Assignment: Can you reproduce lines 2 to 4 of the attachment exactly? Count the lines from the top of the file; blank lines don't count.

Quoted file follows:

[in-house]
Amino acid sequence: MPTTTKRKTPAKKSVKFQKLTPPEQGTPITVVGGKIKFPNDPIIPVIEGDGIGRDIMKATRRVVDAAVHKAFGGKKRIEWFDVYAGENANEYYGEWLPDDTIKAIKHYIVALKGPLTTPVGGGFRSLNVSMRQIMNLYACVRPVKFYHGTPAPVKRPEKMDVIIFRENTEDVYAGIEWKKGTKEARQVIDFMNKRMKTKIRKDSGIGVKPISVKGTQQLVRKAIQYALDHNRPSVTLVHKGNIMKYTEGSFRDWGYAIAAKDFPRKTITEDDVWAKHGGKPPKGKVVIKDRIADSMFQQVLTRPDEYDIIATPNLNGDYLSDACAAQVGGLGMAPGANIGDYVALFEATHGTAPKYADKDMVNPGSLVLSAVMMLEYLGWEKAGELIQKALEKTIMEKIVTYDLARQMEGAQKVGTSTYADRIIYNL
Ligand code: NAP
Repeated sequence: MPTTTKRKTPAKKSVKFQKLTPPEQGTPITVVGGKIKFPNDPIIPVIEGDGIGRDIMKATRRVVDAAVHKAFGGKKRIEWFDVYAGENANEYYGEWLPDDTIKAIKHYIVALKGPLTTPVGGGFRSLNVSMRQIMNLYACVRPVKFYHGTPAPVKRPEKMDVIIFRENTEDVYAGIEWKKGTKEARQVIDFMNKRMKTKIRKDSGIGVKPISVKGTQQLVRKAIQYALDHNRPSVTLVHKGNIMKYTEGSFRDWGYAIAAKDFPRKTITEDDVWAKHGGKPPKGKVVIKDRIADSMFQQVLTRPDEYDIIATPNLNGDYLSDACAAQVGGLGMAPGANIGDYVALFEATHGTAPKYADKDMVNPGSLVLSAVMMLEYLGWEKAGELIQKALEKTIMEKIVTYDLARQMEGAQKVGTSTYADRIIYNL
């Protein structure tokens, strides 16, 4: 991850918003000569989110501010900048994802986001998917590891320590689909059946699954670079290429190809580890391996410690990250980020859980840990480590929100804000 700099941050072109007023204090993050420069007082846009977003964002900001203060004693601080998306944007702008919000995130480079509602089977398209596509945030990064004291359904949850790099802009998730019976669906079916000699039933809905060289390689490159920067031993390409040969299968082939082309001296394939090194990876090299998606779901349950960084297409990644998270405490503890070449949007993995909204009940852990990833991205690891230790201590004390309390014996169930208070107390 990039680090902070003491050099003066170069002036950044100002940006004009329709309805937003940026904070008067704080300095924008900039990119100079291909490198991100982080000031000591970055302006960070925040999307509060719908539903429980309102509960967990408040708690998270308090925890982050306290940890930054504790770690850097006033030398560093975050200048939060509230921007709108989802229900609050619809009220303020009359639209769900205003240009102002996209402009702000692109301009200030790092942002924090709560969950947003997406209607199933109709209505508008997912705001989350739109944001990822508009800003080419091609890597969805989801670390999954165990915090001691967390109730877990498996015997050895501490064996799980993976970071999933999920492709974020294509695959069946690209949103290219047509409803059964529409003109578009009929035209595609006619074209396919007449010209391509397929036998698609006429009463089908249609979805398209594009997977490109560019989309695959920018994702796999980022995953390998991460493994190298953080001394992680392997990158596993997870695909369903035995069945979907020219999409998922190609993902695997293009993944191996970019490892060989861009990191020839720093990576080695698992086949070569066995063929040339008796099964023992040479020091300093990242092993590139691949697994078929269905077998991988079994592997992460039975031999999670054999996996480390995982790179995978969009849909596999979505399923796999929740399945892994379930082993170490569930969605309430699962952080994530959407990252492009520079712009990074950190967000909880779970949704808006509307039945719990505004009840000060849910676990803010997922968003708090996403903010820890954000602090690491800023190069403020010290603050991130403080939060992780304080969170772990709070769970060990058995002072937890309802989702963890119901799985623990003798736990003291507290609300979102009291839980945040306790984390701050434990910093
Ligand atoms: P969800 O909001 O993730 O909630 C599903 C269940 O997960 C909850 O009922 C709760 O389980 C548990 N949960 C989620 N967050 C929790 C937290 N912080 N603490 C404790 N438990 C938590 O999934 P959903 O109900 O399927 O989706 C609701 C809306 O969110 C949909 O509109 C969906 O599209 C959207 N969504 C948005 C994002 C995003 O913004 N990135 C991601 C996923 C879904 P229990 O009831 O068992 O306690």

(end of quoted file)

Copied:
Amino acid sequence: MPTTTKRKTPAKKSVKFQKLTPPEQGTPITVVGGKIKFPNDPIIPVIEGDGIGRDIMKATRRVVDAAVHKAFGGKKRIEWFDVYAGENANEYYGEWLPDDTIKAIKHYIVALKGPLTTPVGGGFRSLNVSMRQIMNLYACVRPVKFYHGTPAPVKRPEKMDVIIFRENTEDVYAGIEWKKGTKEARQVIDFMNKRMKTKIRKDSGIGVKPISVKGTQQLVRKAIQYALDHNRPSVTLVHKGNIMKYTEGSFRDWGYAIAAKDFPRKTITEDDVWAKHGGKPPKGKVVIKDRIADSMFQQVLTRPDEYDIIATPNLNGDYLSDACAAQVGGLGMAPGANIGDYVALFEATHGTAPKYADKDMVNPGSLVLSAVMMLEYLGWEKAGELIQKALEKTIMEKIVTYDLARQMEGAQKVGTSTYADRIIYNL
Ligand code: NAP
Repeated sequence: MPTTTKRKTPAKKSVKFQKLTPPEQGTPITVVGGKIKFPNDPIIPVIEGDGIGRDIMKATRRVVDAAVHKAFGGKKRIEWFDVYAGENANEYYGEWLPDDTIKAIKHYIVALKGPLTTPVGGGFRSLNVSMRQIMNLYACVRPVKFYHGTPAPVKRPEKMDVIIFRENTEDVYAGIEWKKGTKEARQVIDFMNKRMKTKIRKDSGIGVKPISVKGTQQLVRKAIQYALDHNRPSVTLVHKGNIMKYTEGSFRDWGYAIAAKDFPRKTITEDDVWAKHGGKPPKGKVVIKDRIADSMFQQVLTRPDEYDIIATPNLNGDYLSDACAAQVGGLGMAPGANIGDYVALFEATHGTAPKYADKDMVNPGSLVLSAVMMLEYLGWEKAGELIQKALEKTIMEKIVTYDLARQMEGAQKVGTSTYADRIIYNL